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Just say NO to retro (continued)
Let's take a moment and think about the objectives that heavily influenced the design of Marlins Park. Well, being able to see the downtown skyline was "the fundamental organizational principle" according to Sherlock. There also needs to be a roof to keep out the frequent afternoon thunder showers and keep in air conditioning. That roof needs to move, though, so games can be played outdoors when the weather allows and, very importantly, to permit the sun to shine on the natural grass. The facility needs to be modern and full of art, plus it needs to be intimate, as only 37,000 seats are needed. In order to command top dollar, the luxury suites should be unusually close to the field and have great vantage points.
And most of all, it must say MIAMI loud and clear.
How does Marlins Park score in each of these areas? I would say very, very well, with one possible exception. Yes, there are only 37,000 seats here, but I'm not sure I can characterize the feeling as "intimate" in the way Fenway or PNC Park are. When you're inside the park, it doesn't matter whether the roof is open or closed. You feel like you are in a very large venue.
That doesn't make the sight-lines bad. Far from it. I ventured to just about every seating section in the ballpark, and I thought the view of the action was more than adequate, especially when compared to Sun Life Stadium.
Let's start with the playing field and work our way up. Marlins Park was designed to bring the field-level seats very close to the action, and the distance from the backstop to home plate is indeed a short 47 feet. In the outfield, the idea was for the walls to be reachable by hitters, especially in center field, where it was almost impossible to hit a HR in Sun Life Stadium. Well, it appears that batters are still going to have a hard time hitting it out to center, as the deepest point is 420 feet, and the wall there is taller (at 16 feet) than anywhere else in the outfield.
The wall also curves there, as this is the base of the Home Run Sculpture (lower right). The power alleys are also pretty spacious, as it's 386 to left center and a mighty 392 feet to right center. The left-field foul pole is 344 feet from home, and it's a fairly normal 335 down the right-field line.
There are two areas where fans watch the game by looking through the outfield fence. The Bullpen Terrace (above left) can be reserved by groups, and it not only permits you to see the field through the right-field fence, you can also peer into the visitors' bullpen. The other such area is the aforementioned Clevelander lounge -- named for the famous art-deco hotel in Miami's South Beach -- which has seats just beyond the left-field fence. You can also see into the home bullpen.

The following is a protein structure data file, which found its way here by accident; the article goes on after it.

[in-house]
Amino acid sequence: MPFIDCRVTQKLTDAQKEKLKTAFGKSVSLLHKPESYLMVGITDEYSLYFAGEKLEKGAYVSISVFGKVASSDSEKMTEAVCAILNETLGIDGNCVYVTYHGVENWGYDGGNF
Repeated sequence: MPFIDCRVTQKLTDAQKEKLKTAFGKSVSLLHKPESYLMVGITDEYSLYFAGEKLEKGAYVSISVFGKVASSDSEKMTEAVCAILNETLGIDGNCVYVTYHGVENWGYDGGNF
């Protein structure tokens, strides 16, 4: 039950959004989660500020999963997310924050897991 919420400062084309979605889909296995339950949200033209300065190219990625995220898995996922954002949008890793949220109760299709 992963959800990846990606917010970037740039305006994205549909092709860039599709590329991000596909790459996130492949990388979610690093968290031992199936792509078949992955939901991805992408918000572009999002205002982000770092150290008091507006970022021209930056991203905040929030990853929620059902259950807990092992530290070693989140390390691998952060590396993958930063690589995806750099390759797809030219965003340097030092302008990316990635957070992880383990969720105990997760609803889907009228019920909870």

And while we're examining the field level of the ballpark, let's discuss one of the two elements that generated the most buzz prior to the facility's opening: the fish tanks (the other being the Home Run Sculpture, which we'll describe when we're talking about the park's art). As you've no doubt heard, there are two 450-gallon aquariums embedded in the backstop behind home plate. While marlins are far too large to fit in such a confined space, the concept seems logical given that the team's nickname is a fish, and Biscayne Bay is a scant two miles away.
However, while I'll give the design team high marks for innovative thought, my personal opinion is that the fish tanks are much ado about nothing.
Here's why: the tanks are so low to the ground (below) that fans in the stands -- even those close by in the exclusive Diamond Club seats -- will barely notice them; even if you take a close look in the tanks, the tropical fish in them are relatively small, possibly giving you the false impression that there are no fish in them at all; the two tanks are so far apart that when the TV camera in the outfield shows a pitch coming to the batter, the aquariums are typically not even visible in the shot. I'm sure it sounded like a brilliant idea when it was first mentioned in a design meeting, but in practice, I don't think the fish tanks are much of a feature at all -- unless you happen to be sitting in the first row right next to them. Now, if they would've placed large tanks with colorful fish up on the concourse where fans could easily watch them swim around, then I would consider that a great move ... but not next to the ground in the backstop.
One level up from the field level is the concourse that the Marlins refer to as the Promenade. Since the entryways on the exterior of the park are at street level, you must use stairs or escalators (or the lone ramp on the West Plaza) to reach the Promenade.